The vote was nearly unanimous at 17-0, with one abstention, and the FDA is expected to make a final ruling in a matter of days.
Despite the vote count, some panel members noted they struggled with the decision.
“This is a much tougher one, I think, than we had expected coming into it,” panel member Dr. Eric Rubin, editor-in-chief of the New England Journal of Medicine, said during the meeting, NBC News reported. “The data show that the vaccine works and it’s pretty safe, … [yet] we’re worried about a side effect that we can’t measure yet,” he said, referring to a heart condition called myocarditis that has cropped up in rare cases in some younger recipients of COVID vaccines.
Another panel member questioned whether the vaccinations were needed at all for these youngest Americans.
“It just seems to me that in some ways, we’re vaccinating children to protect the adults, and it should be the other way around,” said committee member Dr. James Hildreth, president and CEO of Meharry Medical College in Tennessee. “I do believe that children at highest risk do need to be vaccinated. But vaccinating all of the children … that seems a bit that much for me.”
Panel member Dr. Paul Offit, a vaccine researcher at Children’s Hospital of Philadelphia said that, “It’s always nerve-racking, I think, when you’re asked to make a decision for millions of children based on studies of only a few thousand children.”
But he stressed that the potential threat from a pediatric infection with COVID-19 is real.
“The question is, when do you know enough?” Offit added. “And I think we certainly know that there are many children between five and 11 years of age who are susceptible to this disease who could very well be sick and are hospitalized or die from it.”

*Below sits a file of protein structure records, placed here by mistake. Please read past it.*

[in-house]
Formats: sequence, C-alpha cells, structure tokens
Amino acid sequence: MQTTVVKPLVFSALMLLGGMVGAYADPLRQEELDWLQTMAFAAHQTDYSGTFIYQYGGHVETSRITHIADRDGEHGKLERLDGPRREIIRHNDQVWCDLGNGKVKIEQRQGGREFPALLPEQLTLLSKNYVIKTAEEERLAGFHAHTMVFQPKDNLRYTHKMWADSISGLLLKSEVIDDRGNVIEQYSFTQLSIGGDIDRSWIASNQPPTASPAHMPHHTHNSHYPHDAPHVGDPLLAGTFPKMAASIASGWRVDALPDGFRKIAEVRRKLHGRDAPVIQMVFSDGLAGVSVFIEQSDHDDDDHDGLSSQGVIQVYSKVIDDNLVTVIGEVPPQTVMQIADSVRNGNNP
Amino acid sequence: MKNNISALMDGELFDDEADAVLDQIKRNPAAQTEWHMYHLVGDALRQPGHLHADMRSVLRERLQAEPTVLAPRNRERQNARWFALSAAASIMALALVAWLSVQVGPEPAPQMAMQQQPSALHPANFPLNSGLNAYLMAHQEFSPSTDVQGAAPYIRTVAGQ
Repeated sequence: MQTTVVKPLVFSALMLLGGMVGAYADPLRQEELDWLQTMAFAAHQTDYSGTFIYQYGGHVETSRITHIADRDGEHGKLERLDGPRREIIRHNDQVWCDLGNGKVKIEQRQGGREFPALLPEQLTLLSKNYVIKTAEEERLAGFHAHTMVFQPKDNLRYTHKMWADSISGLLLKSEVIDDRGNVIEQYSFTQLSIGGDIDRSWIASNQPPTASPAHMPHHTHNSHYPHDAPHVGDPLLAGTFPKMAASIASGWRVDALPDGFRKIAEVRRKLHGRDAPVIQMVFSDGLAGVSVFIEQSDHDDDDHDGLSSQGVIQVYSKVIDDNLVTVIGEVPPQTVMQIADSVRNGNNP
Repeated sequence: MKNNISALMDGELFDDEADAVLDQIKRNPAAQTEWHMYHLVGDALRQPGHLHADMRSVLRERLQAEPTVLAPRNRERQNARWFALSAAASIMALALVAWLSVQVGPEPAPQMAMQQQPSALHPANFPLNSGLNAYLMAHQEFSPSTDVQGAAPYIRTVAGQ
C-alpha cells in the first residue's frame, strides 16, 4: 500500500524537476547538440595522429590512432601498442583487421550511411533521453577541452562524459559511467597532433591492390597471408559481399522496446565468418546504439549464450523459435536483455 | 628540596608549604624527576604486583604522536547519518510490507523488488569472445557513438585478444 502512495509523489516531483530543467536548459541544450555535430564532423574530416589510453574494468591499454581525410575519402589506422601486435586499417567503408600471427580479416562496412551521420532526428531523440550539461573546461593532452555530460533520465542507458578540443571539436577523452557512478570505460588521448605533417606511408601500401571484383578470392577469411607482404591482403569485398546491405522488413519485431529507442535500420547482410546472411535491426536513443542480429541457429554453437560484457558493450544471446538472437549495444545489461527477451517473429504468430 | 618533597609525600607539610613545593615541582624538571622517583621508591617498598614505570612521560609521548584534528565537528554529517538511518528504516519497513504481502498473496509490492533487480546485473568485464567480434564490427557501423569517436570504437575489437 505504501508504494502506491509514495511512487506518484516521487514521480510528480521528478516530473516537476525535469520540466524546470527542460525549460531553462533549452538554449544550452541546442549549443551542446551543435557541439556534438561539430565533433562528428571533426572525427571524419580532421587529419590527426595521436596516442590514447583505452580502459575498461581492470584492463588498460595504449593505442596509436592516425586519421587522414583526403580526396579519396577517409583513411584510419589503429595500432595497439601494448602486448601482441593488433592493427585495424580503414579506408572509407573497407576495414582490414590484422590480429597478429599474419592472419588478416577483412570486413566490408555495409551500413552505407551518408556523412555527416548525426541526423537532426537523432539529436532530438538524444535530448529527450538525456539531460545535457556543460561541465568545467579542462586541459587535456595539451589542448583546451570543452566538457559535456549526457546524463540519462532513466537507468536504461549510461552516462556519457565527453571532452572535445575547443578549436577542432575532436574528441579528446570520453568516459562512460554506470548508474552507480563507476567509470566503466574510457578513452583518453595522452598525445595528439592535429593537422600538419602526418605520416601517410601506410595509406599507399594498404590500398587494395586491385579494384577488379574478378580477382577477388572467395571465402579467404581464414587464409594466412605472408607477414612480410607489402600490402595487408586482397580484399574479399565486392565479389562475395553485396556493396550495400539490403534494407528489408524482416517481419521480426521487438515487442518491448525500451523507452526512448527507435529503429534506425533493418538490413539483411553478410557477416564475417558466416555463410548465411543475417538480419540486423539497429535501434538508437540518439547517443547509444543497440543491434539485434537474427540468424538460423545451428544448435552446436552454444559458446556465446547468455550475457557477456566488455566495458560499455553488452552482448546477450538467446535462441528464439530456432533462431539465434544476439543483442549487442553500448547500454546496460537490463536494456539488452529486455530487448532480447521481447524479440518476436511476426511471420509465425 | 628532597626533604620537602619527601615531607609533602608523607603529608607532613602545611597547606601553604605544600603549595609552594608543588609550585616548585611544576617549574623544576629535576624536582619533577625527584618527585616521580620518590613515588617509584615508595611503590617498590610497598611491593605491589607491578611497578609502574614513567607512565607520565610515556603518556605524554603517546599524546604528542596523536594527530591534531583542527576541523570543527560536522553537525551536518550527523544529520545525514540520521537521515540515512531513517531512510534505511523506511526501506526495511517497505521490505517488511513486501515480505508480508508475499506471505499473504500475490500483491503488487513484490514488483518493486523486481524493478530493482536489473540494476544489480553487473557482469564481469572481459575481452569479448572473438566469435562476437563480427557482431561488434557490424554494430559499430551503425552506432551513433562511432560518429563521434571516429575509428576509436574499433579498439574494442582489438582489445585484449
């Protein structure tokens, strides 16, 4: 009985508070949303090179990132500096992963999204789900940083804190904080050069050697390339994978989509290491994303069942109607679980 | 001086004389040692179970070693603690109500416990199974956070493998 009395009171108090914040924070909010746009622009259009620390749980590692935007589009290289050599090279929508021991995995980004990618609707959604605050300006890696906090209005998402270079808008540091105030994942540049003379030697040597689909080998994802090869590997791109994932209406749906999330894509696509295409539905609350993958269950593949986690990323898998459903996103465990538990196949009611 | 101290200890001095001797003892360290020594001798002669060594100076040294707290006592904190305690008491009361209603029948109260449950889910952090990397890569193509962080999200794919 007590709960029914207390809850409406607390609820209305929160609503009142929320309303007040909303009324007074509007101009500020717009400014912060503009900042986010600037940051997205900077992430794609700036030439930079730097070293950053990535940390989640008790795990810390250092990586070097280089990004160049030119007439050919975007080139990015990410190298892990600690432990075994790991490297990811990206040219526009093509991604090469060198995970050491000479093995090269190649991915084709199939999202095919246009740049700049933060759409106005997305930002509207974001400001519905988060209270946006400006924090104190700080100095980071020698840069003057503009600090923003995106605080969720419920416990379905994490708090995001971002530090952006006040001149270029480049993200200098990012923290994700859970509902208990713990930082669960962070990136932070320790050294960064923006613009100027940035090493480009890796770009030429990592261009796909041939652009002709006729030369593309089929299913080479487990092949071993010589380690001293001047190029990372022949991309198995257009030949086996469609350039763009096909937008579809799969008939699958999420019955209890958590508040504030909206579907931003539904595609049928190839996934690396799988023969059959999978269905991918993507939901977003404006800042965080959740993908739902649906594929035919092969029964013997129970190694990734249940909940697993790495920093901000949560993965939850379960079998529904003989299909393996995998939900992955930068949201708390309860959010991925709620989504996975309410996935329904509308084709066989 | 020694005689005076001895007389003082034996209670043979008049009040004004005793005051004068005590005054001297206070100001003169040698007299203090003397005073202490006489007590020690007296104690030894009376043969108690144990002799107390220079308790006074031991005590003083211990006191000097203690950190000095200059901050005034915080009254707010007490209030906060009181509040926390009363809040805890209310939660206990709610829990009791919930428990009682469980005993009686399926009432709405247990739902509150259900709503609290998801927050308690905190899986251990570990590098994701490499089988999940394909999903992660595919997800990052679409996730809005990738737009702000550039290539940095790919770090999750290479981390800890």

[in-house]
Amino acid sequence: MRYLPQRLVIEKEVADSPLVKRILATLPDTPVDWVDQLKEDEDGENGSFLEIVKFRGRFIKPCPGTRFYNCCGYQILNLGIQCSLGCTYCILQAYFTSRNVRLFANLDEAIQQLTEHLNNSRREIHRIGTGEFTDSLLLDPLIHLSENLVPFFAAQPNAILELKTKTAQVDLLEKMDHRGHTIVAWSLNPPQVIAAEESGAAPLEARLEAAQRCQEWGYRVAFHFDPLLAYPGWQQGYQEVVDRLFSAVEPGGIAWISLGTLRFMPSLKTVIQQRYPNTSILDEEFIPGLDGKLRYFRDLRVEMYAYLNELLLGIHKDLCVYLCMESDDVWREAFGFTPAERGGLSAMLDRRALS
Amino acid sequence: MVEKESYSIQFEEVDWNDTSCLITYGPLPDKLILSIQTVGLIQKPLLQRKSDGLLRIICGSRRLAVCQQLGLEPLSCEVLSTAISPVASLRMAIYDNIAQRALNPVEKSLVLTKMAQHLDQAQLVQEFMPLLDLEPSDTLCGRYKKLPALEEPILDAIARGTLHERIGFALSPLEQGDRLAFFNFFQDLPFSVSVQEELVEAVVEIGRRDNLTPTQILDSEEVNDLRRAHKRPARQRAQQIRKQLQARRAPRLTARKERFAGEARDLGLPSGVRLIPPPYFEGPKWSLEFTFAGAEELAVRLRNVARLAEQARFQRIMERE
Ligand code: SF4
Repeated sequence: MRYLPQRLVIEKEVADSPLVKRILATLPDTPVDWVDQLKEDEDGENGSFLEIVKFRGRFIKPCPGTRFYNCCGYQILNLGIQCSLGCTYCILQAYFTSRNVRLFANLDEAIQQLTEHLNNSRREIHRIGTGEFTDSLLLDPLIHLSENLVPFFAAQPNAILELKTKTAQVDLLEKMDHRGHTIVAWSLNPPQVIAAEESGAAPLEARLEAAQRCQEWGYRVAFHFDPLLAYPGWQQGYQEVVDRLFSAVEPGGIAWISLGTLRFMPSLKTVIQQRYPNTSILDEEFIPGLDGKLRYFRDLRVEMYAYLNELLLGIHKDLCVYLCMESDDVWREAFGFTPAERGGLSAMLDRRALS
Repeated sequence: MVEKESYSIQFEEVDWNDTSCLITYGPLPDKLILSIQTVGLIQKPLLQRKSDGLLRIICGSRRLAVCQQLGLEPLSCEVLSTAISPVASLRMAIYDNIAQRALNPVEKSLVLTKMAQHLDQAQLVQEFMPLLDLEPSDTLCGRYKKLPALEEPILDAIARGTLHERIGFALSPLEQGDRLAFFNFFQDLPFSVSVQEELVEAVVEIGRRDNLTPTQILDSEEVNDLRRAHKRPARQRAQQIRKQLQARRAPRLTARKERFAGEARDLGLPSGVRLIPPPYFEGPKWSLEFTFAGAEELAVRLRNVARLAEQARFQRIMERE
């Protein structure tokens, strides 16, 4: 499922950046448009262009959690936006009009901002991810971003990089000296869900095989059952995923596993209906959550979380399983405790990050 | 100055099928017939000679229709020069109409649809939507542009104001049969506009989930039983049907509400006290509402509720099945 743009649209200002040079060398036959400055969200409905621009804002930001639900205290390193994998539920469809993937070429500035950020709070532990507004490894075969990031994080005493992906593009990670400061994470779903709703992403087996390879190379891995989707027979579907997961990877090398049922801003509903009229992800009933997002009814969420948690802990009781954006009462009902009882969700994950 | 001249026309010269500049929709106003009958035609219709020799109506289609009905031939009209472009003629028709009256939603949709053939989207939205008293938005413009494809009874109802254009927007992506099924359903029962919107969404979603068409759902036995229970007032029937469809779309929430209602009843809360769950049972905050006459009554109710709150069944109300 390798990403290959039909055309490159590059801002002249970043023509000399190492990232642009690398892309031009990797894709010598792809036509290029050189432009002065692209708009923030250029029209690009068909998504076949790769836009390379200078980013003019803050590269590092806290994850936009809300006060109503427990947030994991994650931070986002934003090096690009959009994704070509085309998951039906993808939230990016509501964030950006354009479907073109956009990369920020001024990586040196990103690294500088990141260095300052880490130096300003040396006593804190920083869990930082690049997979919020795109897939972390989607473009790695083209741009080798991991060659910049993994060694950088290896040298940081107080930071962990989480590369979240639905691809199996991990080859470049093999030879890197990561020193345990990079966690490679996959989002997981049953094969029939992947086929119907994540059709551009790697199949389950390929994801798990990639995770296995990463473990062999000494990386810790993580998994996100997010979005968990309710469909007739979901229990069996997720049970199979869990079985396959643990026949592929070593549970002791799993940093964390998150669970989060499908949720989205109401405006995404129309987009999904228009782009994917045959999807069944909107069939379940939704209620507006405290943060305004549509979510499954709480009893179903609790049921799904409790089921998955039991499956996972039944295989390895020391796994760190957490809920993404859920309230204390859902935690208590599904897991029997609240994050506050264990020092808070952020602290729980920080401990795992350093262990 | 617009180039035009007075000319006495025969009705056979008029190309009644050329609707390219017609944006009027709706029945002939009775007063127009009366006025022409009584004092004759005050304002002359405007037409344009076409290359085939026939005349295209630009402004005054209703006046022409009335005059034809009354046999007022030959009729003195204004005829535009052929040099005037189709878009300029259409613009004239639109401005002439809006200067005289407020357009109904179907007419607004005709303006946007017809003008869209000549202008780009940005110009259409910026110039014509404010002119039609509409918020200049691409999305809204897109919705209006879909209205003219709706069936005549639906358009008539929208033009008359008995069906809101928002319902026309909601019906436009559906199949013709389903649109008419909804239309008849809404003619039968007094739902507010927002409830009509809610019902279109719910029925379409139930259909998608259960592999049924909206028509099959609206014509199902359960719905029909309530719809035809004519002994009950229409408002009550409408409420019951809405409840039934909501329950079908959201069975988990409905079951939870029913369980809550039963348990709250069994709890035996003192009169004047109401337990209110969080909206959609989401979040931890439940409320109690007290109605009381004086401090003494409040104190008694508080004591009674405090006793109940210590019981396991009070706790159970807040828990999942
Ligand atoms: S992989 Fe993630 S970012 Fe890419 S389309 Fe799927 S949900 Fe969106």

Panel member Dr. Amanda Cohn, chief medical officer at the U.S. Centers for Disease Control and Prevention, saw the decision similarly.
“When I look at this question, it is pretty clear to me that the benefits do outweigh the risk, when I hear about children who are being put in the ICU, who are having long term outcomes after their COVID, and children are dying,” Cohn said. “We vaccinate routinely against a couple of vaccine-preventable diseases for which far fewer deaths and hospitalizations and ICU admissions occur.”
In fact, more than 1.9 million children aged 5 to 11 have tested positive for the coronavirus over the course of the pandemic, and more than 8,400 have been hospitalized, said Dr. Fiona Havers, a medical officer with the CDC, NBC News reported. And when hospitalized with COVID-19, children are more likely to be admitted to the intensive care and more likely to need a ventilator than children hospitalized with the flu are, she added.
Children who contract COVID-19 are also at risk for a rare inflammatory condition called multisystem inflammatory syndrome (MIS-C). As of Oct. 4, just over 5,200 children of all ages have developed MIS-C, and 46 have died, Havers said, adding that the condition was most common in younger children.